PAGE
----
Most visitors to Balboa Park don’t realize the history all around them. Many San Diegans know there was an expo in the park, but few realize there were two — one in 1915-16 then again in 1935-36.
The first expo turned the empty expanse of what was originally City Park into an ornate fantasyland of gardens and architecture. The second expo refurbished those buildings while adding more. Both brought world attention to our city while making San Diegans proud of their hometown.
As most things, it all began with an idea. G. Aubrey Davidson, president of the San Diego Chamber of Commerce, formed a committee on July 9, 1909, to consider his proposal of celebrating the completion of the Panama Canal (and at the same time attract more business to our little city).
San Francisco wanted to be the only West Coast venue, but had a setback following the Great Earthquake of 1906. The disaster also drove businessman John Spreckels (and his money) south, and San Diego was never the same. Spreckels donated $100,000 toward the local expo and much, much more. At the opening of the 1915 Panama-California Exposition he and brother Adolph also bestowed the great organ pavilion to the city with the stipulation that free concerts always continue.
City fathers decided a more exciting name was needed, and “Balboa” Park was chosen. The famous landscaping brothers John and Frederick Olmsted were hired along with their friend, architect Bertram Goodhue. Although first planned on 37 acres north of SD high school, Colonel “Charlie” Collier (Director-General from 1909-1912) lead the move to 167 acres on the central Vizcaino Mesa in the heart of the park to the chagrin of many including the committee’s first chairman George Marston. The Olmstead brothers promptly resigned stating, “our professional responsibility as park designers will not permit us to assist in ruining Balboa Park.”
But the little town with its big dream was underway, and San Diego buzzed with excitement. Unfortunately, the Exposition Board was reluctant to allow female participation. This inspired Alice Klauber to form the SD County Women’s Association. The group notified the boys that if provisions weren’t made, they would advertise that fact to every woman’s club in the nation. Not surprisingly, the board changed its mind.
Following five years of unrelenting effort, at the first stroke of 1915, President Woodrow Wilson pressed a telegraph button in the nation’s capitol that turned on the power at the exposition. Simultaneously a balloon 1,500 feet overhead illuminated the midnight sky over a three-mile area. Missiles and 7,000 sticks of red carbide left smoky trails as eight powerful searchlights from a cruiser in the bay threw beams of light onto the California Tower. Bonfires atop hills all over San Diego County burst into flames. 1,000 mines on the exposition grounds exploded as guns at Fort Rosecrans and on the USS San Diego, nine torpedo destroyers, two submarines and a repair ship in the harbor saluted. As confetti, sirens, whistles and ringing cowbells filled the air, a stream of over 30,000 wildly cheering participants began crossing the newly built Cabrillo Bridge.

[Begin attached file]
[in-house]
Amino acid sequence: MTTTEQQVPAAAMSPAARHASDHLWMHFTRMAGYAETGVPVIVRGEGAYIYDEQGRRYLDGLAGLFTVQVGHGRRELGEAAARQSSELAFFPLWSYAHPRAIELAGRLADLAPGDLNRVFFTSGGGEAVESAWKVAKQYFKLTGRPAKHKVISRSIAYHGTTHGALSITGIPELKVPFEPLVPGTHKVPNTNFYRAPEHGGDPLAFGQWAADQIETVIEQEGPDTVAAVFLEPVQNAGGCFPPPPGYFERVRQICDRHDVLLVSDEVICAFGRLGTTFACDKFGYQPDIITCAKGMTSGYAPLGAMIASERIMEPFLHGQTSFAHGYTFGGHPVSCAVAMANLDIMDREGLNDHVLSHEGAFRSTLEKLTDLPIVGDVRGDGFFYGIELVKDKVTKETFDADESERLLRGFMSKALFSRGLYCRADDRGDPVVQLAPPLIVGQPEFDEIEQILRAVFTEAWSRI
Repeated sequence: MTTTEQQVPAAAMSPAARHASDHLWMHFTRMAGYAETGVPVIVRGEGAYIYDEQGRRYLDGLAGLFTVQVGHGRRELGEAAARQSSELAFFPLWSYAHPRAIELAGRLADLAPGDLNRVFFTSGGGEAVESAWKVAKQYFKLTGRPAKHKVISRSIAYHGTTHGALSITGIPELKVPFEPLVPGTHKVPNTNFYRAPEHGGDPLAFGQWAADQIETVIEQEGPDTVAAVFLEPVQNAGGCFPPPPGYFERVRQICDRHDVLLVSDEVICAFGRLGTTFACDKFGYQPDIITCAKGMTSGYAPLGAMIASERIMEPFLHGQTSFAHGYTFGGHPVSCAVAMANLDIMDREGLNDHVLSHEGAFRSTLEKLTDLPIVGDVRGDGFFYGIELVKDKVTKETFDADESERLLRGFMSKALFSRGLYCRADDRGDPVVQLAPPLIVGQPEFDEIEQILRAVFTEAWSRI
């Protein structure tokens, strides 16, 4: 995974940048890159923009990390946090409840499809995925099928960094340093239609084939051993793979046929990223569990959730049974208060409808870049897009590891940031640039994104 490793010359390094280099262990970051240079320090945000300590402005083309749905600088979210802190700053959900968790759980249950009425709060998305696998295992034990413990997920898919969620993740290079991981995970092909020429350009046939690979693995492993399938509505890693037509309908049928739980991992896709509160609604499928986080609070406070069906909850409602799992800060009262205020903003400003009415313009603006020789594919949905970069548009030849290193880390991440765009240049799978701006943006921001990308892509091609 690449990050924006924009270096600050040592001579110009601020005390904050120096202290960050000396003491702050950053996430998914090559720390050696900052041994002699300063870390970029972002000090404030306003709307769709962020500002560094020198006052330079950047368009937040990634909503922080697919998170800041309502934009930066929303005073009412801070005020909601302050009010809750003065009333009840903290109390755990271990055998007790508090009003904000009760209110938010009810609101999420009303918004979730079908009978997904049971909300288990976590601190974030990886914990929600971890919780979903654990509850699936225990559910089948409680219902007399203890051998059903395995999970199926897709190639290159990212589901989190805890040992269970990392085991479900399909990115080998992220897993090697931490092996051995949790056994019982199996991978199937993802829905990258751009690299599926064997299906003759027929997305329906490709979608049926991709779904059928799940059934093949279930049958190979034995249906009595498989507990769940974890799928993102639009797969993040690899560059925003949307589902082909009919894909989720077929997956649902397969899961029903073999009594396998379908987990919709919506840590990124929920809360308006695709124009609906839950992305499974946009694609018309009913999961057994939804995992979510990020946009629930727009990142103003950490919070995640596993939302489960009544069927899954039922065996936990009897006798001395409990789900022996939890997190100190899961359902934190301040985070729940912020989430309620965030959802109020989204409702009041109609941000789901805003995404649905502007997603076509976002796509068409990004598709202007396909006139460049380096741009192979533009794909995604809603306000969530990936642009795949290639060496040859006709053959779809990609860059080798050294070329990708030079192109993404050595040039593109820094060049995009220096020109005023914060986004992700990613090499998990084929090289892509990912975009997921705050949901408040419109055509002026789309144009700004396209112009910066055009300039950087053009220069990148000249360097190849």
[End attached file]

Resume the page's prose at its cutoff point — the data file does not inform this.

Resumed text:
They were the first of more than 2,000,000 visitors who paid 50¢ admission (25¢ for kids). For a dollar an hour one could rent an electric-powered wicker chair — the 3.5mph electriquettes were the only transportation option on the grounds. The yellow and red theme was seen everywhere as fairgoers marveled at the transformation of the barren plateau into a heavenly vision. People flocked to the Isthmus fun zone to pay an additional 50¢ be amazed by a sundry of attractions including performing cows, an underground opium den with wax figures showing the horrors of addiction, ostriches inside a pyramid, a Hawaiian village, racing coasters and a War of the Worlds fantasy that replicated New York City being destroyed in 2000 by attacking Asians and Africans in battleships and planes. The first expo was wacky, educational and a great success, but soon it was over. Opera singer Madame Schumann-Heink whose voice had opened the exposition also brought it to an end. With the last notes of “Auld Lang Syne” fireworks lit the sky over the organ pavilion spelling out “World Peace 1917.”
Now the question arose: what will happen to the buildings? Before an answer could be decided, World War I and the Great Depression shifted the city’s attention away from the park.
Twenty years later the economy began slowing rebounding. In hopes of bringing tourists and more money into San Diego, a second fair was planned. The California Pacific International Exposition ran from May 29-November 11, 1935 then reopened with a toned-downed version from February 12-September 9, 1936. Opening night drew nearly one-third of the city’s entire population (smart burglars knowing the homes were unoccupied robbed virtually every house on Richmond Street). The new expo added the Spanish Village, the art-deco Ford Building (now the Aerospace Museum) and the adjacent outside theatre (now Starlight). Attractions featured Dillinger’s armored car, log rollers, fan-dancer Sally Rand, a nudist colony, Gold Gulch Gertie and Midget City, which the Union-Tribune described as “a modern community of more than 100 Lilliputians…designed to accommodate the stride and reach of this clan of little people” many who later found employment as munchkins in Oz.
We all owe a great thanks to the determined men and women who planned and participated in these great expositions. Besides bringing San Diego to the attention of the world and bolstering community pride, the city realized that once united…we could make dreams come true.
— first printed in HillQuest Urban Guide #4, 2006